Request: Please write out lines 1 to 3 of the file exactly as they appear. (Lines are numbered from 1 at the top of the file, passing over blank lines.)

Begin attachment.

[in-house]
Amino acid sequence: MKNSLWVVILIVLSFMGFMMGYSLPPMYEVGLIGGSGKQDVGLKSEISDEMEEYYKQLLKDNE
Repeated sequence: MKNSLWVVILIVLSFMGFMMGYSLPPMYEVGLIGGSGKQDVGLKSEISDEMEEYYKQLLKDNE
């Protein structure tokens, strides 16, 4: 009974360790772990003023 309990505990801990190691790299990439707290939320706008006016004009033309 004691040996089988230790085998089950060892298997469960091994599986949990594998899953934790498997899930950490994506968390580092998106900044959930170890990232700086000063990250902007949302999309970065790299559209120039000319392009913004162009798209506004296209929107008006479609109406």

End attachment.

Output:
[in-house]
Amino acid sequence: MKNSLWVVILIVLSFMGFMMGYSLPPMYEVGLIGGSGKQDVGLKSEISDEMEEYYKQLLKDNE
Repeated sequence: MKNSLWVVILIVLSFMGFMMGYSLPPMYEVGLIGGSGKQDVGLKSEISDEMEEYYKQLLKDNE